Although Jordan had largely avoided the street unrest that has swept across the region over the past two years, a recent government decision to remove fuel subsidies has sparked some discontent, which in turn may have had an influence on the tourism sector.
Tourism is one of the most important sectors in Jordan's economy, accounting for over 7 percent of the country's Gross Domestic Product (GDP).
Some of its major tourist attractions include historical sites, like Petra, which is a UNESCO World heritage site and one of the New Seven wonders of the world.
Removal of subsidies on fuel prices this past month and the events that took place in some sites around the Kingdom definitely had a negative impact on the tourism sector, but we were able to overcome this due to the short duration of this disturbance, said Nayef Al Fayez, the Minister of Tourism and Antiquities.
The subsidy cuts announced by Prime Minister Abdullah Ensour led to a fuel price increase of up to 53 percent, with a liter of octane petrol to rise from 0.71 dinars (98 U.S. cents) to 0.80 dinars (112 US cents) and raising the cost of household gas from 6.5 dinars (U.S. 9 dollars) to 10 dinars (U.S. 14 dollars) per cylinder, state television said.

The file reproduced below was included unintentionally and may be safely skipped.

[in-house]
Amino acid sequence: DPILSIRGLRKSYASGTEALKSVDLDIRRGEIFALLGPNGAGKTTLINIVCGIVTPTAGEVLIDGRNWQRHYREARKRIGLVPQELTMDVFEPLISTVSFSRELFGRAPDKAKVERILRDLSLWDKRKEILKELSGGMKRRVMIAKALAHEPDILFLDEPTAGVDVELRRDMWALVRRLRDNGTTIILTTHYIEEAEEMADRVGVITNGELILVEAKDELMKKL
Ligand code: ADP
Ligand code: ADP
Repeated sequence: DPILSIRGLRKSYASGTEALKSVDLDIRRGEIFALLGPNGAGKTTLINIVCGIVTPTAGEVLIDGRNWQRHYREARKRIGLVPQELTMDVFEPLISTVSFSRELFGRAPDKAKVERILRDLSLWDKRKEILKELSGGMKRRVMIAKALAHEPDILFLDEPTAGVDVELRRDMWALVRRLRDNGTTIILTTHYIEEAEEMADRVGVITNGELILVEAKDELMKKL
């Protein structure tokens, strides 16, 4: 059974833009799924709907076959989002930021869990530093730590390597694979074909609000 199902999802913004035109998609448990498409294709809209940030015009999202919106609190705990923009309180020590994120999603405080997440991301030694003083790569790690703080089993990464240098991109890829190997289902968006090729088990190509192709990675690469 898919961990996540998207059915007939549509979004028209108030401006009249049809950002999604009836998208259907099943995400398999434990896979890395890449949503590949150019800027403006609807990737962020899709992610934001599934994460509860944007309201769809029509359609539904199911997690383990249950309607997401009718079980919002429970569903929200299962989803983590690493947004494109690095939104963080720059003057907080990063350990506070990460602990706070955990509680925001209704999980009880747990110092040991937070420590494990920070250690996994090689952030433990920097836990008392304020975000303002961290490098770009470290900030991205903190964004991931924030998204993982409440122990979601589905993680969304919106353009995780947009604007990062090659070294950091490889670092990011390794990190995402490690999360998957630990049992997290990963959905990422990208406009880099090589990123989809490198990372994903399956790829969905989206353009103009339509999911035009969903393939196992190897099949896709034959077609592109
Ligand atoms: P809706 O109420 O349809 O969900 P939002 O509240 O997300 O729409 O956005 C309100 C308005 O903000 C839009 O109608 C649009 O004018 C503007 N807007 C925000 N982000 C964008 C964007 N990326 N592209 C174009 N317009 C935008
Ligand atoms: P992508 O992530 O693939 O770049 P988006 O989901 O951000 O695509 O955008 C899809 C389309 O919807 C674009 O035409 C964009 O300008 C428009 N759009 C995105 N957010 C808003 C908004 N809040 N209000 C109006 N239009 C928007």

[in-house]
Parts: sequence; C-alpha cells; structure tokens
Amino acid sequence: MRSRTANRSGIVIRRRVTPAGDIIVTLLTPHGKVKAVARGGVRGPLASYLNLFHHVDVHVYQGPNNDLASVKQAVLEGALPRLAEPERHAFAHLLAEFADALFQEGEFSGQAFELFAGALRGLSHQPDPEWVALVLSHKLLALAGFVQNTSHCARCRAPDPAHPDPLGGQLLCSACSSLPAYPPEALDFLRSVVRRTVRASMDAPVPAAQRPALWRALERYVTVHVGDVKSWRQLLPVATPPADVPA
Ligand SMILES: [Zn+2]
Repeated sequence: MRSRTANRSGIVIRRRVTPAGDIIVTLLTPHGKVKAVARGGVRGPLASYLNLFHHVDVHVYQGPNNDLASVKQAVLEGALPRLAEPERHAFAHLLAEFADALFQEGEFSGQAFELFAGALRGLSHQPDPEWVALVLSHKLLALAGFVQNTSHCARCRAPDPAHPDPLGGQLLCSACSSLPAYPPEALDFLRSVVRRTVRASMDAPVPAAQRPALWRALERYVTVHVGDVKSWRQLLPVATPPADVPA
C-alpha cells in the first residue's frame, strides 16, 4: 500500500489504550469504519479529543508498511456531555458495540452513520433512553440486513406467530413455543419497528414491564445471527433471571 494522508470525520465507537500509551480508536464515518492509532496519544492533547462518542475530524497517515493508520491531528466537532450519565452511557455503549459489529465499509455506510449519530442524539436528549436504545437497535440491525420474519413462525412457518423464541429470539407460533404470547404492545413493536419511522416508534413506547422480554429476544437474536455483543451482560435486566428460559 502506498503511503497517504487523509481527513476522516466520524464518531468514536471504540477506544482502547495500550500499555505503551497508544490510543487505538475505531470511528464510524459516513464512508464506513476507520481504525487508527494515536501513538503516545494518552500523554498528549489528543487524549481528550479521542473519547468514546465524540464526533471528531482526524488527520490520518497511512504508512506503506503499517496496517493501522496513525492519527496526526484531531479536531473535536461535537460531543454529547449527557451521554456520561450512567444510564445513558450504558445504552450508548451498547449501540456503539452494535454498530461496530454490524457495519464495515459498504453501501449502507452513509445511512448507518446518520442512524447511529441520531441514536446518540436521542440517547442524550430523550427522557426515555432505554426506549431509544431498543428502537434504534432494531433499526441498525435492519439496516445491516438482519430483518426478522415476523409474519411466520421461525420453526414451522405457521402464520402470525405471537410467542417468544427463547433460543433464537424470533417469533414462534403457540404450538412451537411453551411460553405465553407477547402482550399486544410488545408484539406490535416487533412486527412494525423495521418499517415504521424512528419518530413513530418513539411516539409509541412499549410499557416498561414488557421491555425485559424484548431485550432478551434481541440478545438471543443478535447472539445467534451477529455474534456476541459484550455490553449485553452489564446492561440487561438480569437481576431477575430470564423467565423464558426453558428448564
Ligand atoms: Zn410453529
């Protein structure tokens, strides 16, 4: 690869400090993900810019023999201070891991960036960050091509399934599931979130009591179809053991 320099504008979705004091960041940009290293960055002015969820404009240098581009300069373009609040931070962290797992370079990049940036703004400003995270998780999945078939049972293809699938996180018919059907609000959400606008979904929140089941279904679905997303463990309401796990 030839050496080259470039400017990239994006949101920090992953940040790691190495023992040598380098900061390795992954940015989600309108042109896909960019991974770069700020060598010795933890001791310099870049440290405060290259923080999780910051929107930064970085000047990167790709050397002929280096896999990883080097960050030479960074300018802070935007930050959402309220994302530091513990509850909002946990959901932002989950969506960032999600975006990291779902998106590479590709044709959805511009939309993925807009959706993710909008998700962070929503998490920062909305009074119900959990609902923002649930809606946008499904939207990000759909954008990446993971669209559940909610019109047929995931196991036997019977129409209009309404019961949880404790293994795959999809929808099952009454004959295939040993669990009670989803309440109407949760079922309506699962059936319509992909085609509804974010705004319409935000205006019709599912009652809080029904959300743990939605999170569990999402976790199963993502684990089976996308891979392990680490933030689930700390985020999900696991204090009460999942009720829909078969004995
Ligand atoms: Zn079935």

Fayez also said the recent war in Gaza had a greater influence on tourism than the protests did.
The greater negative impact (on tourism) was actually caused by the events that took place in Gaza. This led to many cancellations by tour groups. We are still trying to accurately evaluate the negative impact of the events that have taken place in November, however we can say that the number of visitors to the country this past month has decreased by around 11 percent as a result of the events, he said.
Chairman of the Jordan Society of Tourism and Travel Agents, Samir Darbi, said external factors had a more significant influence on tourism than internal factors.
The increase in prices, in itself, had a small influence on tourism as it led to an increased cost of hotels and transportation. However this was not the greatest deterrent for visitors, the situation of countries that surround Jordan had a larger influence.
According to the Ministry of Tourism, the number of overnight visitors had grown in October by 7.8 percent, but due to the events that took place in November, this number dropped to just under 6 percent.
Despite this hiccup in the sector, the minister maintained a sense of optimism and said 2012 was a good year for tourism.
The first 10 months raked in around 2.1 billion Jordanian dinars (U.S. 2.8 billion dollars) in income, Fayez said.
These numbers are similar to the numbers seen for the first 10 months of 2010 before the Arab Spring swept across the region.